There are many complicated relationships that revolve around love and nothing is ever straightforward. Perhaps Caryl Churchill thought that if more information was given from different experiences, people could begin to tackle the intricacies of all kinds of interpersonal relationships. Churchill, who wrote the play “Love and Information,” has placed these relationships on display for actors to improvise. Hope College’s rendition of this play was performed in the DeWitt Main Theatre Feb. 17-18 and 22-25 at 7:30 p.m. every night.
There were 11 cast members that helped bring Churchill’s script to life. “I’d say the most unique thing about this production is the spontaneous and collage-like nature of the show,” Shanley Smith (’19) said. Some scenes were reinterpreted multiple times in succession to dis- play the true improvisational quality of Churchill’s dialogue. The audience members were captivated by the drama and humor intertwined throughout the course of the play.
“Each of the scenes are unrelated and it’s been an interesting experience playing so many different characters and exploring such different stories,” Smith said. While there was no connected storyline, there were certain themes or repetitions in relationships that emerged. Many brief scenes focused upon disconnect in a relationship.
There were other scenes that were acted out and then the roles were switched and the two actors redid the scene. Most scenes took place between two characters, but some had more or all of the actors included. While scenes were shifting, different contemporary tunes were played that related to scene themes and messages.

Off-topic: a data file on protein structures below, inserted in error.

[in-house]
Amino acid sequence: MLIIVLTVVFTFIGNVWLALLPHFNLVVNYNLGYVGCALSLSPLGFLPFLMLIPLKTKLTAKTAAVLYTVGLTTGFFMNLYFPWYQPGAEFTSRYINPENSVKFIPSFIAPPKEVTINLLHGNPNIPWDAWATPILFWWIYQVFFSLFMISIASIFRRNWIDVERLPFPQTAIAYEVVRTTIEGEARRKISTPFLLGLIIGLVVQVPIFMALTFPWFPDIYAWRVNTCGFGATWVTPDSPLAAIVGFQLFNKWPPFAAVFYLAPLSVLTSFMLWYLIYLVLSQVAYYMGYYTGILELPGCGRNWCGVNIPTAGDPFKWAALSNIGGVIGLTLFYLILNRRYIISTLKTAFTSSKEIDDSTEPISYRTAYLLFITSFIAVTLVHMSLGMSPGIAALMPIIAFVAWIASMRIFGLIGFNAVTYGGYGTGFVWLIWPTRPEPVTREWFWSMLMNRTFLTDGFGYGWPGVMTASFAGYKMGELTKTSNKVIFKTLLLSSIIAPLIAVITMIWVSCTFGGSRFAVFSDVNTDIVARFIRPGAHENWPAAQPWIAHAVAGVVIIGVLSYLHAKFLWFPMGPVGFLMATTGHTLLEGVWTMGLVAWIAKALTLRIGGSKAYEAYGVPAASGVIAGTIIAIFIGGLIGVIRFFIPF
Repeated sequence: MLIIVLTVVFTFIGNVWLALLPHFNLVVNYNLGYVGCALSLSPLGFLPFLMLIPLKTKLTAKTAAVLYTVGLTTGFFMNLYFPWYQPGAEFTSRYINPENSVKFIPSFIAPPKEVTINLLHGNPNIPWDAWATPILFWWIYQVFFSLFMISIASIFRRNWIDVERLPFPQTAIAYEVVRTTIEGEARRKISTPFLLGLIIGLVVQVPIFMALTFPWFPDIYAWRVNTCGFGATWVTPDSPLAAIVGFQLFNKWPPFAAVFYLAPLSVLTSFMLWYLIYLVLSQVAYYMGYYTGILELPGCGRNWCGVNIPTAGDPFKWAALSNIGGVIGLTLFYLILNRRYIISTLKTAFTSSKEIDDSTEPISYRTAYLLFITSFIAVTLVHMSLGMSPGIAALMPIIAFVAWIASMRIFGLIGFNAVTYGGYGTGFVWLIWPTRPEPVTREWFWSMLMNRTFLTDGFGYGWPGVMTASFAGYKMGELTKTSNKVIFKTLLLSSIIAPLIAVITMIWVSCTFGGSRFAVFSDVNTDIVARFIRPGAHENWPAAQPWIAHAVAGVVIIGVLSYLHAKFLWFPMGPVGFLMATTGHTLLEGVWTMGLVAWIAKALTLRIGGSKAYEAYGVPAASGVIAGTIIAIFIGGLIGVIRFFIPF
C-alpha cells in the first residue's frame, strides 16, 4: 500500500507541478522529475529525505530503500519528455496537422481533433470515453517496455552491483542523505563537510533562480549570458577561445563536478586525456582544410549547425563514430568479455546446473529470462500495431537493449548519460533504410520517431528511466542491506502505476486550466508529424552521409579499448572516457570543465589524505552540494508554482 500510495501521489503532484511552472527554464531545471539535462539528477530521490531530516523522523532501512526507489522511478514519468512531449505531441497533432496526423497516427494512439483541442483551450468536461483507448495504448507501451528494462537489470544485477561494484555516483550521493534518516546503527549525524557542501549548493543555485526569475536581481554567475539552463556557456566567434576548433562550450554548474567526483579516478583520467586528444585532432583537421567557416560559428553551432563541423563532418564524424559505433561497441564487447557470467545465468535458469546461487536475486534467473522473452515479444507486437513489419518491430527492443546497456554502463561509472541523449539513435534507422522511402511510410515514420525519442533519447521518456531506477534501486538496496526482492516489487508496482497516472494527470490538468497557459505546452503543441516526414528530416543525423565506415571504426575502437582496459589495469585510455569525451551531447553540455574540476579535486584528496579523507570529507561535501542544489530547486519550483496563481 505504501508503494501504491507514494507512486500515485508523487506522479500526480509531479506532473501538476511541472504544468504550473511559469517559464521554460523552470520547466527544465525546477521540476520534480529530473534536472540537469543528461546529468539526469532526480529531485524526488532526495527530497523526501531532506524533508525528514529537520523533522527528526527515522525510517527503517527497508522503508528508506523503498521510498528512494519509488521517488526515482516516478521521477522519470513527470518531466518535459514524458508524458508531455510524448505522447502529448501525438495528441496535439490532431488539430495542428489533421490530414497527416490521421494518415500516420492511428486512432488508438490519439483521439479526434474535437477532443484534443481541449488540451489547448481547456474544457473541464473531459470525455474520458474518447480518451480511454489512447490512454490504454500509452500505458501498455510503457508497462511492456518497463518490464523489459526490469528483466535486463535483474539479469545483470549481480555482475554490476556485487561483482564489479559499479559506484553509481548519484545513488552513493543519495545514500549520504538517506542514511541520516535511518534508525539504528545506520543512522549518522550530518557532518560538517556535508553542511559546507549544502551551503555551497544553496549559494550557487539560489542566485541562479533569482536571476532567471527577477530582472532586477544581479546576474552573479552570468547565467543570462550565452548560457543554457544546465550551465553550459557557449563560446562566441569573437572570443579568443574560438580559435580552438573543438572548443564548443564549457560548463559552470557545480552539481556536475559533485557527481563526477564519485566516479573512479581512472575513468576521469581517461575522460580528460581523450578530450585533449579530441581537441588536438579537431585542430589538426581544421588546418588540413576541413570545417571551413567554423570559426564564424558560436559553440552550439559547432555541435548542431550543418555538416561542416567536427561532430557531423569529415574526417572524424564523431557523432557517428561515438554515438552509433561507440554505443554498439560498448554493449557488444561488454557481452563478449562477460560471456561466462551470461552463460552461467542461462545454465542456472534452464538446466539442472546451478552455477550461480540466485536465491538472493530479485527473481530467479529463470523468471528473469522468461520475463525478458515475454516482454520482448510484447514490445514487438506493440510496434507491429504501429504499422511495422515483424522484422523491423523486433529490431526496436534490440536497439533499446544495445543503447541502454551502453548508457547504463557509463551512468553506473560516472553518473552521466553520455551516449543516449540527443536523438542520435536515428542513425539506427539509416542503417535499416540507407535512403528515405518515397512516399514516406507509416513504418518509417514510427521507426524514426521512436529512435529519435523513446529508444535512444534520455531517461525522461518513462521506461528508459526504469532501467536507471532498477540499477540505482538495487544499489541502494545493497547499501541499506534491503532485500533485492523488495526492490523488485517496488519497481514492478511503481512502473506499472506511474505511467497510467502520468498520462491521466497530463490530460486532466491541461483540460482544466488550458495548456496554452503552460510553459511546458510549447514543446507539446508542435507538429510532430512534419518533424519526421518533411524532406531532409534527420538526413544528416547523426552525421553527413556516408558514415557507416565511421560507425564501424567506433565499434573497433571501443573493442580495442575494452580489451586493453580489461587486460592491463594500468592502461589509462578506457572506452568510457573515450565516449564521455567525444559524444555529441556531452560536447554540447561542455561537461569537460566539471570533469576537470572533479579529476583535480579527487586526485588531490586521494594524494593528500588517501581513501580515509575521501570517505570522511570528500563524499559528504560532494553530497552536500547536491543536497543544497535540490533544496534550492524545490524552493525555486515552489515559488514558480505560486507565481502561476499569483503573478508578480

A staple of Churchill’s writing is that there is no distinct direction to take it, but scenes can be applied to any scenario. The collage nature of the scenes was not only portrayed through the play, but the audience seating, which was comprised of armchairs, folding chairs and couches. Romantic relationships, friend- ships and family were all addressed within the play and the most impactful part was that every audience member could find a little of themselves within at least one scene.
Audience members respond- ed well to the play, with laughter and applause. After the last scene ended, the cast members lined up and took turns dancing to finish off the production. After what Smith described as “a five-week-long process,” it was clear the team enjoyed the time they had to perform Churchill’s masterpiece.
“In a lot of ways I feel like a kid getting to play dress up again, just in a slightly more socially acceptable way,” Smith said.
The next production will be “The Hollows Project,” which will take place on April 21 – 22 and 26 – 29 at 7:30 p.m. Visit the Hope Theatre Department web page for more information.
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